A couple of weeks after Reg passed away, one of his coworkers contacted me. While Reg had worked on a project with her, her husband had died of a brain tumor. She was my same age, and though we had never met, she knew my pain. Her husband had died 355 days before Reg. She took me to lunch and brought me a packet of tissues, knowing I would cry. I asked her, “How did you get through this?” She said she didn’t know. I remember feeling I could breathe for the first time. Someone understood how I felt! I knew I didn’t have to figure out how to survive.
That night, I felt like eating dinner for the first time since Reg had died. I actually had a second helping of chili, which was almost shocking to me. Before that, I couldn’t even eat a single serving of anything. But, I was so relieved to know someone understood.
In addition to Reg’s coworker, I also received tremendous support from Reg’s sister, who had lost her husband five years before Reg died. Unfortunately, she and Reg were not close. But she and I became close after he died, and she listened to me and empathized with my feelings. She helped me feel normal because she had felt the same as me. I was so incredibly grateful to her for understanding and for helping me realize my feelings—including the deep sadness—were not wrong; they were normal.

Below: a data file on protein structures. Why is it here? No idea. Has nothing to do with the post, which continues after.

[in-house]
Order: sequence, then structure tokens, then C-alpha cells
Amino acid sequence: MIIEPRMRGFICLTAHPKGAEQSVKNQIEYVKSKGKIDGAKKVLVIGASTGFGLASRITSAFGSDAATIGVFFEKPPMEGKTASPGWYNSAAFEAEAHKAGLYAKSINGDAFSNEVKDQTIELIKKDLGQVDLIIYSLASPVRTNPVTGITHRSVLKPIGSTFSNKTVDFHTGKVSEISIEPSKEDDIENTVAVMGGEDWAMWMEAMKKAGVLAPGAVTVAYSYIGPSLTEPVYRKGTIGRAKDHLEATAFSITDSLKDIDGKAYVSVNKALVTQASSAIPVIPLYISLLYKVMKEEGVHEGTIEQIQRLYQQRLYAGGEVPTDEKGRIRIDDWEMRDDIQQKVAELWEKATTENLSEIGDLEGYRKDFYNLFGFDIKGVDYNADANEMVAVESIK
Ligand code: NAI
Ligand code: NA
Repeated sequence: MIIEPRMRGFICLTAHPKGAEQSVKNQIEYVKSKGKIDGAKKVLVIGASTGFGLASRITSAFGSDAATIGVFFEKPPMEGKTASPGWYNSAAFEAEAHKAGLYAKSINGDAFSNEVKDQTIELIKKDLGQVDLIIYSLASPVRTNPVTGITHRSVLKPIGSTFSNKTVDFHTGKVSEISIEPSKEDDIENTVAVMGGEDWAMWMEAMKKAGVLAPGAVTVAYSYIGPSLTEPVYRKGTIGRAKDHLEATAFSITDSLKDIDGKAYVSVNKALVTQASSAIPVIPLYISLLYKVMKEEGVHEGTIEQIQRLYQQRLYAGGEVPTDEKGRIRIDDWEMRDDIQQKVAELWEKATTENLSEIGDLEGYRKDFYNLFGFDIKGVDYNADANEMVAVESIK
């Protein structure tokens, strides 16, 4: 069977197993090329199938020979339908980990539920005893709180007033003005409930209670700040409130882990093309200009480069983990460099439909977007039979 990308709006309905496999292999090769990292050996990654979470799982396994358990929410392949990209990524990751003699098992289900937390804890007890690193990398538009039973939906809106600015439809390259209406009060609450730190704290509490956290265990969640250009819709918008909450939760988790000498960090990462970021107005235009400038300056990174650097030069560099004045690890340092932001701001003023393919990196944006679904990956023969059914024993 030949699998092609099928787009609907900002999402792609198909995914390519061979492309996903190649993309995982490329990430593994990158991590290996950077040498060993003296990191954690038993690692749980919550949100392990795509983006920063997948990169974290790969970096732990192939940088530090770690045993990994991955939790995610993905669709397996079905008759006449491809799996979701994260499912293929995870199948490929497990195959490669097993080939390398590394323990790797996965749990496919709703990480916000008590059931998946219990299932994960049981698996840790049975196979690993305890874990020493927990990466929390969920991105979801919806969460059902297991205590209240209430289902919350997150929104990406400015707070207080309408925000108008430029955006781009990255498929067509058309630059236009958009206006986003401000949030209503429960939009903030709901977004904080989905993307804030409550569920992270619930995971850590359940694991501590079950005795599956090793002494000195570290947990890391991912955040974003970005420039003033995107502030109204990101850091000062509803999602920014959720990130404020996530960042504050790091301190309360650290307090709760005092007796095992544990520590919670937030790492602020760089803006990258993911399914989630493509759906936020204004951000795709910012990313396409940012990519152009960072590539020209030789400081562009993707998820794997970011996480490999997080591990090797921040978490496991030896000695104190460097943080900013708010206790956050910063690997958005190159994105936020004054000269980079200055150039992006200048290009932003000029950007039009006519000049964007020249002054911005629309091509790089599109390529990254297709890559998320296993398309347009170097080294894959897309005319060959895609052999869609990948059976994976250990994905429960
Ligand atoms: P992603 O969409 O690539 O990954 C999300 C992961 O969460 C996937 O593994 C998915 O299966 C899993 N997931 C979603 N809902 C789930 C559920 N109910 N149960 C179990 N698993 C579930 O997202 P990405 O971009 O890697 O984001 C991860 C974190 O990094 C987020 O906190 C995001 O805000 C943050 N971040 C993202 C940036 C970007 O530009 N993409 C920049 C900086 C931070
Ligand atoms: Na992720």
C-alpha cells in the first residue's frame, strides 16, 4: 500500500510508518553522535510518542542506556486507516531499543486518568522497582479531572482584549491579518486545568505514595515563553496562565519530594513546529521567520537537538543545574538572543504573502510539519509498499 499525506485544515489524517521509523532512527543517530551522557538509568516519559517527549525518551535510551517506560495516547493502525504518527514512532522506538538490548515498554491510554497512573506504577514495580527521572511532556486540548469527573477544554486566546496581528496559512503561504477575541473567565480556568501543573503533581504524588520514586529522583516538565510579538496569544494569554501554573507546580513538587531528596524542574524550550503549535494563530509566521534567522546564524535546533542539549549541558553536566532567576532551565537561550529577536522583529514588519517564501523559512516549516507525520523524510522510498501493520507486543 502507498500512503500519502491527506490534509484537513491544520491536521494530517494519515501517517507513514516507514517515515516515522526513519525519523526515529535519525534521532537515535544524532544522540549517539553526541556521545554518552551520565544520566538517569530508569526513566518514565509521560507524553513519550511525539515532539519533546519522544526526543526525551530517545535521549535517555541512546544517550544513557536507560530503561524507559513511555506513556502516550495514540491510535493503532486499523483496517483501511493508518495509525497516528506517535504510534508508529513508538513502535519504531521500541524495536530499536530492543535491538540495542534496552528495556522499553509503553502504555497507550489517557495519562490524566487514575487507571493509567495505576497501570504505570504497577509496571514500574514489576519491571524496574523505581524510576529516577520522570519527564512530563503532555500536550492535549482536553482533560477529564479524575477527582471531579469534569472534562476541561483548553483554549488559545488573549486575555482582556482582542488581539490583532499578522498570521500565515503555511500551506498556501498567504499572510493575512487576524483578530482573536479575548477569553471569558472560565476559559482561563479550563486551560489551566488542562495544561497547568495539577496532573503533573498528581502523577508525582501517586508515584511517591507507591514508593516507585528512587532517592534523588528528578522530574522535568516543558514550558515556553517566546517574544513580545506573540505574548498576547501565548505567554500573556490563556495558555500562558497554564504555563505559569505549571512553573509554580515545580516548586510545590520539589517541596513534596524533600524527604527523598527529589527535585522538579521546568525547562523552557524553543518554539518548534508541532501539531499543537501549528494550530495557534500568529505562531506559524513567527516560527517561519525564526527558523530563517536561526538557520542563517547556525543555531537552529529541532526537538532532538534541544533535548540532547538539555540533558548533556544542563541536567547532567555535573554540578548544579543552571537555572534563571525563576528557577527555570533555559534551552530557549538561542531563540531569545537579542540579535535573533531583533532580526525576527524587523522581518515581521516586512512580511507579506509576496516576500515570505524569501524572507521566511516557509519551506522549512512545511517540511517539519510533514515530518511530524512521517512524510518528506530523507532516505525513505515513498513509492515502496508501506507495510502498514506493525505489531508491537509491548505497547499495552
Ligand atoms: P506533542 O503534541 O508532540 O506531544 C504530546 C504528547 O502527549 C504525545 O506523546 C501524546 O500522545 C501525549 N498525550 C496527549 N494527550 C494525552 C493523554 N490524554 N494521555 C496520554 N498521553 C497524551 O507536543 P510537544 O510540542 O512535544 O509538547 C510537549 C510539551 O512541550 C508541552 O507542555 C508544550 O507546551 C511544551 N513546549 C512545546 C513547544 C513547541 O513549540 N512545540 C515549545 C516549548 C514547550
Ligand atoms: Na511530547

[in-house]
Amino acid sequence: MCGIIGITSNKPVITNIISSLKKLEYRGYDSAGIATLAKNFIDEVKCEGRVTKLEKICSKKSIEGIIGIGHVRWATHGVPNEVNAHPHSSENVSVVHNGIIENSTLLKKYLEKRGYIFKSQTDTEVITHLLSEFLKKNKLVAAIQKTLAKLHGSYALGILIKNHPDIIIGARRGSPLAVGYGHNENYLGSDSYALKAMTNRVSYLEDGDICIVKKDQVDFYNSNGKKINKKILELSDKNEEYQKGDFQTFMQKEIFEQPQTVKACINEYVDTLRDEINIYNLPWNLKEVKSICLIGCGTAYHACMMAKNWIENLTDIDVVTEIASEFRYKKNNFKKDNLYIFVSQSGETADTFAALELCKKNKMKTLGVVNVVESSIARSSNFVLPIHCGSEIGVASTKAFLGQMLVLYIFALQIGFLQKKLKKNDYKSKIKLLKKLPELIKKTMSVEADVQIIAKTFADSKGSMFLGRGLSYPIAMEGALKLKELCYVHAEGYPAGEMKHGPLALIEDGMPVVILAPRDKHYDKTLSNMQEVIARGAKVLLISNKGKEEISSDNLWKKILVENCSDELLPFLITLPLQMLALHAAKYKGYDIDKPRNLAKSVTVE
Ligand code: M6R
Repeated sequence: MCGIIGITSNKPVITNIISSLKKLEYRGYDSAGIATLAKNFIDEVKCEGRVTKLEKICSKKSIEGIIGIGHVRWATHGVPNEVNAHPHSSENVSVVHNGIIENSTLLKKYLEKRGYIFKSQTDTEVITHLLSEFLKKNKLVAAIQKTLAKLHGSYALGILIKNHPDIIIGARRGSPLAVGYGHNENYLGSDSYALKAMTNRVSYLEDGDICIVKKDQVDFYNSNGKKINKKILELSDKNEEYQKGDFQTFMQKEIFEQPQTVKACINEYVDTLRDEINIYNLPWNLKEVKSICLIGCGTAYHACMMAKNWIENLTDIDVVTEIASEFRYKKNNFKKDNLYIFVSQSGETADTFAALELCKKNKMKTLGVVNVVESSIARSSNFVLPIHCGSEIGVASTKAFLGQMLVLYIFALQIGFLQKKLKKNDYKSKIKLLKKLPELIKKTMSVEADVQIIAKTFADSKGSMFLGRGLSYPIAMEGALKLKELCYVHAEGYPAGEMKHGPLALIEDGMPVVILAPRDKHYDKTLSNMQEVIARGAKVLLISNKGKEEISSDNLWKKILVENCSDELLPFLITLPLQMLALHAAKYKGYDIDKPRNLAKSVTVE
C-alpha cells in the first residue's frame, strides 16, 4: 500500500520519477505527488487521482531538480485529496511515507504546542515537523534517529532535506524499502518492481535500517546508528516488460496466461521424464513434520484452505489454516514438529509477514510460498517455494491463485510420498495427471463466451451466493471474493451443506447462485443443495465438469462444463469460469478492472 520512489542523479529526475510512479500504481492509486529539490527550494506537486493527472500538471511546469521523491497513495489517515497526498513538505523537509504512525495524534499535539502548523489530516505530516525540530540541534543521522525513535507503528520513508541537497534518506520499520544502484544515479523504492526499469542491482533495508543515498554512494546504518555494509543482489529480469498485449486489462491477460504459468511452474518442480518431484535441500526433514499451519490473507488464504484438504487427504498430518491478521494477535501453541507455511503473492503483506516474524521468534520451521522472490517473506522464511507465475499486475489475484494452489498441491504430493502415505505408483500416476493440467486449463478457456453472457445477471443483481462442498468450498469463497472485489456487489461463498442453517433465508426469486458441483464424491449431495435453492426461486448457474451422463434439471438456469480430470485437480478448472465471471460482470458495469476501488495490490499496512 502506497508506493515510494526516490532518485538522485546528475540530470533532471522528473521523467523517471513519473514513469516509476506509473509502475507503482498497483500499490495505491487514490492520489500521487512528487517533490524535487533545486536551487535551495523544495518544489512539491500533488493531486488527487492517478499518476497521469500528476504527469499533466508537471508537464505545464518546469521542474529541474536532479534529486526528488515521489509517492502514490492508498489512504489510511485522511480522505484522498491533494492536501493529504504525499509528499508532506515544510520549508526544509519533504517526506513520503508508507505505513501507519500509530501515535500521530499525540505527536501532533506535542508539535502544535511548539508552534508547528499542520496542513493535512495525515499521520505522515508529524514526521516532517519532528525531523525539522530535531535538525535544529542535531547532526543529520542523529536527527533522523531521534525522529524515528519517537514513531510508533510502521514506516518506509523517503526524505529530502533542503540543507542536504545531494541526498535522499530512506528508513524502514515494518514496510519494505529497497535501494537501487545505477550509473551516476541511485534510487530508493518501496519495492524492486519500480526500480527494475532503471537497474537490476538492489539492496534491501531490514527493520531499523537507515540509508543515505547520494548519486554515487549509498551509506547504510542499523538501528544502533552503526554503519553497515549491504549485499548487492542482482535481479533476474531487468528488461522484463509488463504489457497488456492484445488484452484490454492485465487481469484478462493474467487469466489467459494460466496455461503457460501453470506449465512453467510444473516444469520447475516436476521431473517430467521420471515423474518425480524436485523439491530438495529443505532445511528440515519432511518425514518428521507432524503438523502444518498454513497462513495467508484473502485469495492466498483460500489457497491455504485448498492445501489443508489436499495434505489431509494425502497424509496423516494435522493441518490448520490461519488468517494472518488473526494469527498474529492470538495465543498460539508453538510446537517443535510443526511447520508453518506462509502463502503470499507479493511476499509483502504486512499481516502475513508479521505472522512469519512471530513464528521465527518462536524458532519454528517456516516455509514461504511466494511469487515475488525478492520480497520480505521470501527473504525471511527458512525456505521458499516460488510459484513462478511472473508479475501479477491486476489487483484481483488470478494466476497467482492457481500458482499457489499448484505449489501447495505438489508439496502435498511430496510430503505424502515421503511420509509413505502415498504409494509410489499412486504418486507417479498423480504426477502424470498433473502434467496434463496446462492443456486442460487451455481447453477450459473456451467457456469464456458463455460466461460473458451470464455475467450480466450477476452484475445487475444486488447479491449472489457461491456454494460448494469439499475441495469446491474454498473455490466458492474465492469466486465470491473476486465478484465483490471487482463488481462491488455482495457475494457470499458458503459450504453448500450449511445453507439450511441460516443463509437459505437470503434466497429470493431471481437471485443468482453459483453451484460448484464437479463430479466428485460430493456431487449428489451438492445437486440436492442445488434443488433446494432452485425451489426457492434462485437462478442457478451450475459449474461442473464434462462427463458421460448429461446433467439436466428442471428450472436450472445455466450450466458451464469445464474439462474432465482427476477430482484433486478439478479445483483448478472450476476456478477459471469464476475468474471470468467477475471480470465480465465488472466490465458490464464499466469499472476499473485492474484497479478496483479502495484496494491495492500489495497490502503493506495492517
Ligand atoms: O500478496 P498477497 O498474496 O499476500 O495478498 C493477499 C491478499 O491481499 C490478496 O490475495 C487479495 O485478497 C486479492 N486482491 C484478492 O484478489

Because of these two women, I decided to pay it forward. They had helped me so much that I wanted to help other widows and widowers as much as I could. I also realized I felt best when I interacted with other grieving spouses. While I was grieving the loss of Reg, my closest friends were chasing around after their toddlers, worried about career stresses, making vacation plans with their husbands, and living the life I used to live (minus the kids). Now, I couldn’t relate to them. I could, however, relate to other mourning spouses.
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